A Visit to the Petrified Wood & Art Gallery in Ogallala, Nebraska

I don’t often write about an art gallery as a tourist destination, but I was particularly impressed by the Petrified Wood & Art Gallery when I found it in Ogallala, Nebraska. Not only was the art work both unusual and stunning, but the artists themselves, twin brothers, were a delight.

Harvey and Howard Kenfield are 89 year old identical twins, and they have been working with petrified wood for the past 65 years. Both were on sight when I visited, and both were delighted to show off their collection and work. The twins now walk with canes, but they’re still very active – and they’ll often disappear into their on-site workshop – to work on another artistic piece. The one twin confided to me that he “felt like he was 39 years old, but they tell me that I’m 89.” Both still had a twinkle in their eye and a love for their work.

After being drafted into the Army and serving together in Korea in the early 1950s, Harvey and Howard returned home and began collecting stones, artifacts, and petrified wood. From 1954 on, the ‘boys’ have spent their lives collecting, designing, grinding, and polishing; they’ve attended many gem and mineral shows over the years – and spent most summer vacations searching for petrified wood (which is a name given to wood that has been turned into stone as the organic tissue is replaced by silica and other minerals). They also had ‘day jobs’ in Ogallala, in local manufacturing plants, but they retired from these back in the 1980s – and opened a Gallery. By the year 2000, the Kenfields decided to donate their collection to the Western Nebraska Community Foundation, with the understanding that it must remain in Ogallala. By 2007, the ‘Friends of the Gallery’ was established and owned the collection. By 2011, the Gallery moved to a larger facility, at 418 East 1st St. in Ogallala.

The Petrified Wood & Art Gallery is a showcase of natural history that specializes in ancient woods and fossils that have been collected by Harvey and Howard. There are many Native American artifacts and arrowheads to be found here, too – and gemstone butterflies and toadstools – and even fossilized leaf and fish imprints. Indeed, it’s quite a collection! Admission is free, but donations are accepted.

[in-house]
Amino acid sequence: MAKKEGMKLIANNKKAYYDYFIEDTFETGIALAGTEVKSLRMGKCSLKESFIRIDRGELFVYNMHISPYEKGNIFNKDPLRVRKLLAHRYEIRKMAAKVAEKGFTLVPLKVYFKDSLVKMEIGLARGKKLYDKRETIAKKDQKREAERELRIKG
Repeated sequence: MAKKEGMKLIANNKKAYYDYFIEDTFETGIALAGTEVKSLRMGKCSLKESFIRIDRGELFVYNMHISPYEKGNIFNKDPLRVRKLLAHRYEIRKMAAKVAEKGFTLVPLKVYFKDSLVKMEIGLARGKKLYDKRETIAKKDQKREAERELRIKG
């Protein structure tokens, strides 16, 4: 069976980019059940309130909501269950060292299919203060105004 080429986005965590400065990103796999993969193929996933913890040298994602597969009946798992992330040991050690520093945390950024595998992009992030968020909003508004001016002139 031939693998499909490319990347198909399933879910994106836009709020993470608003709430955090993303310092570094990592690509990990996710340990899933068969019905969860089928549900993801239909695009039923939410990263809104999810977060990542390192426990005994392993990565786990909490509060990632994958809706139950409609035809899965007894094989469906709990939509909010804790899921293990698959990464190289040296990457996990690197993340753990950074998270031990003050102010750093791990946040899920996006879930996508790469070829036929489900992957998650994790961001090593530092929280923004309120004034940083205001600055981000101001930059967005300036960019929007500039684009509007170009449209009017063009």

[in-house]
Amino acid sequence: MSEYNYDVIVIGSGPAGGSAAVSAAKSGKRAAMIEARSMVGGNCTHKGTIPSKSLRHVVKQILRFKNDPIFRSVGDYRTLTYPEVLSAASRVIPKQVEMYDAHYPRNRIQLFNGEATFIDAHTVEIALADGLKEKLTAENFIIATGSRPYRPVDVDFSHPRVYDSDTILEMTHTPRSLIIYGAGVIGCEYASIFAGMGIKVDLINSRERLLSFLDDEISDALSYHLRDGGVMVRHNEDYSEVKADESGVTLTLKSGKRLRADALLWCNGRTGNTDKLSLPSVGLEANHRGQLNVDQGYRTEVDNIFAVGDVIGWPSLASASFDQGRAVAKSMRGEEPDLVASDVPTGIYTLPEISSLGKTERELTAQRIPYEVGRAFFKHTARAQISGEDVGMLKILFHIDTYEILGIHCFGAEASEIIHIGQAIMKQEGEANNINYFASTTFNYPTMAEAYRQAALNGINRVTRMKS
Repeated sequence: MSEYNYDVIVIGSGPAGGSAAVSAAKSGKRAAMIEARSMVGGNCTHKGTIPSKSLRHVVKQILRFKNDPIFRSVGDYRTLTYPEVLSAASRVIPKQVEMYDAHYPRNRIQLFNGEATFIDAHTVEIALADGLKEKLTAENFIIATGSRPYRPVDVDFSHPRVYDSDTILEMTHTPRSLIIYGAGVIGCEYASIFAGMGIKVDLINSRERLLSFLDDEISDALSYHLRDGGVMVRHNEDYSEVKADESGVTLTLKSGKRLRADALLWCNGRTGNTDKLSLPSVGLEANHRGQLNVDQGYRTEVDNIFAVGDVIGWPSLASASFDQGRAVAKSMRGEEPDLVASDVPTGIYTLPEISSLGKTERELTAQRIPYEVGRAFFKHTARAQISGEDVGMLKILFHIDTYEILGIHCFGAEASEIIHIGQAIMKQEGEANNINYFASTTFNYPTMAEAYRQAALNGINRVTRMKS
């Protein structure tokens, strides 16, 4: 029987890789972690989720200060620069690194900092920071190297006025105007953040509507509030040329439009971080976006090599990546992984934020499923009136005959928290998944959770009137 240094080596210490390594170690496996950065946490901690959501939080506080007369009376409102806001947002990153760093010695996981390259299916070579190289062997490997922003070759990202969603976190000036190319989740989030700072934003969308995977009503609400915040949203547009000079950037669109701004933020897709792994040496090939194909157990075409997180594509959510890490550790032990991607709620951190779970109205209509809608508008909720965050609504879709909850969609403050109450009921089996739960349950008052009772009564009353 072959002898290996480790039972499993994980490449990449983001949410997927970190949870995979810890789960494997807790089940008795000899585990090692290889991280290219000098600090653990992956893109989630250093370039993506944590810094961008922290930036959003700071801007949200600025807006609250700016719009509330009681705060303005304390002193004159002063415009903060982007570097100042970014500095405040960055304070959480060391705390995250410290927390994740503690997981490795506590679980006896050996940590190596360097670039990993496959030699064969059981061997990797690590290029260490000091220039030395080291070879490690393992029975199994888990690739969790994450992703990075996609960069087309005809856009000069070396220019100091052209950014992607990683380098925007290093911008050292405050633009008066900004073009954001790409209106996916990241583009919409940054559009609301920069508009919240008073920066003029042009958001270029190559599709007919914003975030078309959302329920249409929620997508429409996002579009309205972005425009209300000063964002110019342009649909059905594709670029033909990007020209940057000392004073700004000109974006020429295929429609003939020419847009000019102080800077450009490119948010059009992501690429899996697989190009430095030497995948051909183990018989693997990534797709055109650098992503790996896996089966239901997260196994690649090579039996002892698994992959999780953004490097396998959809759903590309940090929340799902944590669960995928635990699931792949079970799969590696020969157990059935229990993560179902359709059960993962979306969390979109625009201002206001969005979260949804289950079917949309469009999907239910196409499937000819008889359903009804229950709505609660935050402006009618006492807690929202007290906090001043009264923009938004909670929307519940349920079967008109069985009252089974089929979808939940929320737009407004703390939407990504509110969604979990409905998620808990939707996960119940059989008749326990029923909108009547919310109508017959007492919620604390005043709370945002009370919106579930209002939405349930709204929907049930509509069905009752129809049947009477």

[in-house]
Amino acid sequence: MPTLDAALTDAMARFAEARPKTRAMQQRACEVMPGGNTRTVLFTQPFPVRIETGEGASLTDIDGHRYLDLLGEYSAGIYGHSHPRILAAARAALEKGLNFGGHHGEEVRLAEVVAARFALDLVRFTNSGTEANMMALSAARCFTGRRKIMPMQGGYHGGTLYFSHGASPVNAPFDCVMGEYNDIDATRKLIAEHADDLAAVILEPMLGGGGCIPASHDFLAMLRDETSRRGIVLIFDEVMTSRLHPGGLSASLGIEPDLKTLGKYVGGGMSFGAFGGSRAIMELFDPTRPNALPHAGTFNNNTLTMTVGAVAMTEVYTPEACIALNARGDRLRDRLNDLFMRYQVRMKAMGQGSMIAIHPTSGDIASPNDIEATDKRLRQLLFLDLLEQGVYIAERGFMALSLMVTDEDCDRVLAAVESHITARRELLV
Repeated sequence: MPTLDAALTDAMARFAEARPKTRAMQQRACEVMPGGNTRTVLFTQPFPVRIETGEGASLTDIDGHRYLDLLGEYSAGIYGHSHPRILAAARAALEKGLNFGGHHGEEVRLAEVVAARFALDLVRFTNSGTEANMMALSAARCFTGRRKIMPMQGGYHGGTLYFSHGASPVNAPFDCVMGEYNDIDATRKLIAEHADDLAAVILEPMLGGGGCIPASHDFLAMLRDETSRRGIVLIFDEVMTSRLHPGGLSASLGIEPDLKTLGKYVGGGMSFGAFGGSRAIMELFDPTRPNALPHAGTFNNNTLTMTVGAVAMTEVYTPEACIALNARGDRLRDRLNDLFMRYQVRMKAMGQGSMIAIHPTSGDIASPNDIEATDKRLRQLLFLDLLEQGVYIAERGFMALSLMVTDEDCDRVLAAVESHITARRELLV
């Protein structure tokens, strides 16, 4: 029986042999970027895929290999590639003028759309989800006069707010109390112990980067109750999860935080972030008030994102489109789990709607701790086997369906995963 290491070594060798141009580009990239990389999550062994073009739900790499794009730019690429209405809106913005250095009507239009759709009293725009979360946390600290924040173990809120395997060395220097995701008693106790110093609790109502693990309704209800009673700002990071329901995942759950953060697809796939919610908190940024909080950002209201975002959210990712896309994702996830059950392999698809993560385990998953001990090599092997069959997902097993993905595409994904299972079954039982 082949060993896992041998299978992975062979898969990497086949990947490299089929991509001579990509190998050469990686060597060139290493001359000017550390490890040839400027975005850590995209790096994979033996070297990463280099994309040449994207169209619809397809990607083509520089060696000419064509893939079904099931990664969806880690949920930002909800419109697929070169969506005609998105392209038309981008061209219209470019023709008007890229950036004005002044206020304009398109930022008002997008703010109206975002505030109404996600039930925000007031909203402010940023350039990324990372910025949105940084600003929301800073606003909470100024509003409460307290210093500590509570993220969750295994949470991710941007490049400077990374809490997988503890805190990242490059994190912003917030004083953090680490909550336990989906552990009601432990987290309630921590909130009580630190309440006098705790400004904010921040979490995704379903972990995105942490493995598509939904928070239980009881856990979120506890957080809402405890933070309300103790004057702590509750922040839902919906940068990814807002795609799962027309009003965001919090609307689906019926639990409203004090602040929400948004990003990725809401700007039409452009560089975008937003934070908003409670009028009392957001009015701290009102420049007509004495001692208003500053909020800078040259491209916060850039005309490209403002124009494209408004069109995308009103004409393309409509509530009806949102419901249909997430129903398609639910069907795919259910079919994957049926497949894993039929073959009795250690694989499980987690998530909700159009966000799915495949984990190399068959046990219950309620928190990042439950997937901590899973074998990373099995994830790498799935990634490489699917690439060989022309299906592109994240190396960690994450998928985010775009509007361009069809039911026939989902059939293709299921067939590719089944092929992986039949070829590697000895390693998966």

It was the appearance of Harvey and Howard themselves that made my visit extra special, for they’re easy to chat with and are so very proud of this collection. They love to talk about the pieces! They told me that some of the petrified wood was found right here in Nebraska, but they also found some in other western states, including Wyoming, Idaho, Nevada, Oregon, and Washington. I strolled through the Gallery with them and saw cross-cuts of petrified black walnut, Douglas fir, elm, and pine that had been polished to such a luster that these pieces almost appeared as wet! I also saw some ancient petrified bamboo palm fronds and whole pine cones.

There are some very large but intricately detailed art pieces carved from the petrified wood, with stunning geometric patterns – and whittle down into some rather unique shapes. There’s also a collection of spheres that Harvey and Howard had cut, ground, and polished – and they confided that each required “from 30 to 80 hours to complete”. However, my favourite pieces were the cleverly designed, hand-crafted, three-dimensional buildings and objects that the brothers have fashioned entirely out of petrified wood that looks amazingly like weathered barn wood. They told me that they achieved this effect by splitting the petrified wood into tiny slivers of rock that were then glued together. It’s very effective, and they’ve achieved the creation of incredible scenes of a bygone era, including cliff houses, farm houses, grain elevators, wagons, and churches. Their creations of barns, rural scenes, and even outhouses are done with such detail that they almost seemed to jump out at me - and each of their awesome music boxes is accompanied by a piece of music that seems particularly appropriate. For example, the church music box plays “How Great Thou Art”, the wagon plays “Country Roads Take Me Home”, and the outhouse plays “Alone Again Naturally”.

There are also works by other artists on display here, including a great collection of pewter figures, bullet slugs, arrowheads, and some large marble sculptures (including a very large bust of Sitting Bull). One artist has even turned his collection of arrowheads into a stone buffalo. There’s also, of course, a great variety of items for sale in the gift shop.

If you happen to be planning a trip to the American West, then you might want to add a stop at this fascinating Petrified Wood & Art Gallery in Ogallala, Nebraska.

For More Information: www.petrifiedwoodgallery.com; www.visitnebraska.com

[John was hosted by Nebraska Tourism]